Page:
BEIJING -- Chinese President Xi Jinping sat down with a top North Korean official for the first time in three years here on Wednesday, expressing his desire to seek a nuclear-free Korean Peninsula.
Xi met with Ri Su Yong, a vice chairman of the central committee of the North's Workers' Party. State-run China Central Television aired a clip of Xi and Ri speaking with a smile as one of its top stories that night.
Xi appears to have made an effort to mend bilateral ties strained by Pyongyang's nuclear test in January.
The president welcomed the North Korean delegation, which came to communicate developments from the Workers' Party congress in early May. Xi said the visit embodied the countries' tradition of strategic discussion of important issues.
He stressed that he values China's relations with the North. He also said that China has maintained a clear and consistent stance on the Korean Peninsula in urging relevant countries to remain calm and exercise restraint, and to bolster communication to preserve stability in the region. Xi also reiterated Chinese calls for the denuclearization of the peninsula.
Ri relayed a message from North Korean leader Kim Jong Un that called for strengthening Beijing and Pyongyang's historic friendship while maintaining peace and stability on the Korean Peninsula and the rest of Northeast Asia. China's Xinhua News Agency did not report any specific response by Ri to Xi's comments.
Many wonder what made the Wednesday meeting possible, considering that Pyongyang just demonstrated its commitment to its nuclear program at the May congress, where it articulated plans for "parallel" economic and nuclear development. Some Chinese experts on the North speculate that Pyongyang may have promised to halt nuclear tests even as it continues to develop nuclear power and other capabilities. Kim, which called North Korea a "responsible nuclear weapons state" back in May, is expected to bolster diplomatic efforts to aid the country's sputtering economy.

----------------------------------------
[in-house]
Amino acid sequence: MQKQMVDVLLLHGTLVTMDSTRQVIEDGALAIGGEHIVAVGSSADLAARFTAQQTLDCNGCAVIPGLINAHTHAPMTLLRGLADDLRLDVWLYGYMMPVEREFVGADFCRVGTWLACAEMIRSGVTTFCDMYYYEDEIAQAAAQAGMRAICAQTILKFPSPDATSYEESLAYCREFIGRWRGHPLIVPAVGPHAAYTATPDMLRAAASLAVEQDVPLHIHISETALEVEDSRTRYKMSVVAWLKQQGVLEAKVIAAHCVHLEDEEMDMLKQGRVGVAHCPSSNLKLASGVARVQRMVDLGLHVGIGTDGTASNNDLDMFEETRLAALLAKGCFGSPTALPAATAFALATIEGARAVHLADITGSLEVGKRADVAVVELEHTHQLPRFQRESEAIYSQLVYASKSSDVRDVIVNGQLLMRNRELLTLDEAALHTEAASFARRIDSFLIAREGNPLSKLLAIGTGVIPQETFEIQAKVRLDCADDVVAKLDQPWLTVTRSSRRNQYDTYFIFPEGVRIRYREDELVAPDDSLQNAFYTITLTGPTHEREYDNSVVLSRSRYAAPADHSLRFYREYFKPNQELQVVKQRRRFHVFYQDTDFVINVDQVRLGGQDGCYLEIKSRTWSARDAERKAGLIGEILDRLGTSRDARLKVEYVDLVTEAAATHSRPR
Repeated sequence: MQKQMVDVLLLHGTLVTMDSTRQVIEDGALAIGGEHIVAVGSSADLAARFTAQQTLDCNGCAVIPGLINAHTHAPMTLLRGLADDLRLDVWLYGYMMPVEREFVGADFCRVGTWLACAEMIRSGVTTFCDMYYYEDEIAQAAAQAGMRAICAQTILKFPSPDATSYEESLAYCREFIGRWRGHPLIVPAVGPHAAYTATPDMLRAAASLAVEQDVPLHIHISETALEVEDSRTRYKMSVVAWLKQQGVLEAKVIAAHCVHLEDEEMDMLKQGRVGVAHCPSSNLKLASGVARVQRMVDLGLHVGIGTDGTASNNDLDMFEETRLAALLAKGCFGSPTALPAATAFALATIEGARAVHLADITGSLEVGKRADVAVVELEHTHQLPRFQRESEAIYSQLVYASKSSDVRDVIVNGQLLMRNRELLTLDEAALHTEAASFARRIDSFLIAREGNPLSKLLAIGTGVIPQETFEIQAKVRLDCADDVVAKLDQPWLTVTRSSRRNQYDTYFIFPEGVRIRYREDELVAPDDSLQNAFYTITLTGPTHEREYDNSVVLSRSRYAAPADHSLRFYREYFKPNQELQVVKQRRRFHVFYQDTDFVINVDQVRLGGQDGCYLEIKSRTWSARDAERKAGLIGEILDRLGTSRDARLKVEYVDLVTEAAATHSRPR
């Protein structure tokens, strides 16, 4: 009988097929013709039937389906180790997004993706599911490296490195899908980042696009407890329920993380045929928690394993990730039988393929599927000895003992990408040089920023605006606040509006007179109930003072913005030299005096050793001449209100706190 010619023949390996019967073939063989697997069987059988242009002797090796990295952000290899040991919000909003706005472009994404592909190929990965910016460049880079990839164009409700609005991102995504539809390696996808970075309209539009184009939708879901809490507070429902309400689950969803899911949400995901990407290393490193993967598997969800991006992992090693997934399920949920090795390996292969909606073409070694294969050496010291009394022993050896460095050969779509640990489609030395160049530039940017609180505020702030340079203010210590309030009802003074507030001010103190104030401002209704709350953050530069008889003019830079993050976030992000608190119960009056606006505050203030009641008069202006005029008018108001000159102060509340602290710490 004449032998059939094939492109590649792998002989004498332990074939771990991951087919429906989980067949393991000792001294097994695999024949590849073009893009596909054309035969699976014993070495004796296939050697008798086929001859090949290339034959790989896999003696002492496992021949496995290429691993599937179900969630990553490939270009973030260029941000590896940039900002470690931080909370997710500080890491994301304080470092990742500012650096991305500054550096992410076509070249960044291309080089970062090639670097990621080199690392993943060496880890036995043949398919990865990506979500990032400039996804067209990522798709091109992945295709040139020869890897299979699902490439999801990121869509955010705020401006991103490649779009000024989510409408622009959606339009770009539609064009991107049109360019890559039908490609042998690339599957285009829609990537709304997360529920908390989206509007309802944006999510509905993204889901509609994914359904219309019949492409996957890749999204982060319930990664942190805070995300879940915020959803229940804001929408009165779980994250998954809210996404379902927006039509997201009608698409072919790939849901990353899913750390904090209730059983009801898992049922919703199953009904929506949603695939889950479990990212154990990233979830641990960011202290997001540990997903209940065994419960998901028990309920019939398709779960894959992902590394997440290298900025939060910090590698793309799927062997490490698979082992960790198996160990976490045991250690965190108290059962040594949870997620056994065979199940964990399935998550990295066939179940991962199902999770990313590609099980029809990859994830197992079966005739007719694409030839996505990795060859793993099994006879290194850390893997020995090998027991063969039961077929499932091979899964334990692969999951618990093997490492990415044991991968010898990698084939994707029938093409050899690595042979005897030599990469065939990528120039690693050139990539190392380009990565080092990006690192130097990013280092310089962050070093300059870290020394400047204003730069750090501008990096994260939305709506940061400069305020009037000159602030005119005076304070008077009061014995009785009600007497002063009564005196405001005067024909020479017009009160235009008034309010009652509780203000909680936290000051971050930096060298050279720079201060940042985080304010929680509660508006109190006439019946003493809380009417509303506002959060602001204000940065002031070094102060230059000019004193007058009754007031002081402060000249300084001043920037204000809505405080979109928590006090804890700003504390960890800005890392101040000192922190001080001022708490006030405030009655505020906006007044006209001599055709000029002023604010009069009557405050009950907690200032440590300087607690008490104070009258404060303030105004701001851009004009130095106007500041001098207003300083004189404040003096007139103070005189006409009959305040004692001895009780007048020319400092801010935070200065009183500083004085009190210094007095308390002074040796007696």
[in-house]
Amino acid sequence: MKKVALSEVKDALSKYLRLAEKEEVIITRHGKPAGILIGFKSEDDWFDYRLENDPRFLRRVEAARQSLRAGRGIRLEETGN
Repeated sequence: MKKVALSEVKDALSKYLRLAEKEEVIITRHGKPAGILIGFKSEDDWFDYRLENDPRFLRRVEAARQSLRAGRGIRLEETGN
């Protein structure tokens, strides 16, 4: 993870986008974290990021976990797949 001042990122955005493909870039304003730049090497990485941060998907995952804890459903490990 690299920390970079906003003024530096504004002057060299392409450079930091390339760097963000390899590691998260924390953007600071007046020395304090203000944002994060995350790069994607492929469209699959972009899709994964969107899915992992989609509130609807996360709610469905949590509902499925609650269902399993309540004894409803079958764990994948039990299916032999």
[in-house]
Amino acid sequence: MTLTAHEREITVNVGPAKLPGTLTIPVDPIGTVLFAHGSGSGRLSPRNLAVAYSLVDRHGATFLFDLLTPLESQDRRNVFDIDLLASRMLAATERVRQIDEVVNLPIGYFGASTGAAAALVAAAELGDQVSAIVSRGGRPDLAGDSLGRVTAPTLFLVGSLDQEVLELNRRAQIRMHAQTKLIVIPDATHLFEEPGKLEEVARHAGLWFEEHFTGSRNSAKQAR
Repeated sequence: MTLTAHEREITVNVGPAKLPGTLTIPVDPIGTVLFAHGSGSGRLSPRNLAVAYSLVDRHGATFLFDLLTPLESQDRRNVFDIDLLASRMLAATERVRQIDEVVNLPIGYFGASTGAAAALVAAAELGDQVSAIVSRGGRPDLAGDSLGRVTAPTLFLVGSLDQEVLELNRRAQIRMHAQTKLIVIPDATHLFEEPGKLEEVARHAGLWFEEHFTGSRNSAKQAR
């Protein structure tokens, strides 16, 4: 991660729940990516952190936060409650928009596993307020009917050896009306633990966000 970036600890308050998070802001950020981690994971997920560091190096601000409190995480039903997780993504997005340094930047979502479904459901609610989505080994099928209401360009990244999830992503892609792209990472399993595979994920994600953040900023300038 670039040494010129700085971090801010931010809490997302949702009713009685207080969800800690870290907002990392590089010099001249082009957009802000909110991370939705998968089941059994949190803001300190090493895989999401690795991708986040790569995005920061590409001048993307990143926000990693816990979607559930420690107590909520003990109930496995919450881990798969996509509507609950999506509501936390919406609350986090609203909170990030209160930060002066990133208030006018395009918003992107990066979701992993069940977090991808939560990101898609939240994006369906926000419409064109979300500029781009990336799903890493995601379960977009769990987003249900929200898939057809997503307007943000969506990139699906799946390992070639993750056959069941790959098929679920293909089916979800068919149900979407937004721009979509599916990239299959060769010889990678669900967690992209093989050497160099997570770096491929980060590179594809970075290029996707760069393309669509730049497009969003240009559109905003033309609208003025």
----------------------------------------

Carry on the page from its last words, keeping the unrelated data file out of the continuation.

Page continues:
The countries may have also discussed the possibility of holding their first summit. But many in China's diplomatic circle remain dissatisfied with North Korea's continued nuclear push. "The North is not a top priority, given developments in the South China Sea and other issues," a Chinese government source said. It's unclear whether Beijing will agree to a visit from Kim.
North Korea sent Choe Ryong Hae, then-director of the military's political bureau, to meet Xi in China three months after its third nuclear test in February 2013. Chinese Vice President Li Yuanchao visited North Korea that July. But the exchanges failed to pave the way for Kim's visit to China.
Xi on Wednesday apparently also urged North Korea to return to six-party talks over its nuclear and missile development. Pyongyang is demanding direct negotiations with the U.S., and may have asked China to mediate the exchange.
Chinese government sources say there are no significant changes to Beijing's support of the current North Korean regime, despite the nuclear test in January. The Asian giant is concerned that political instability could result in a flood of refugees storming the countries' borders.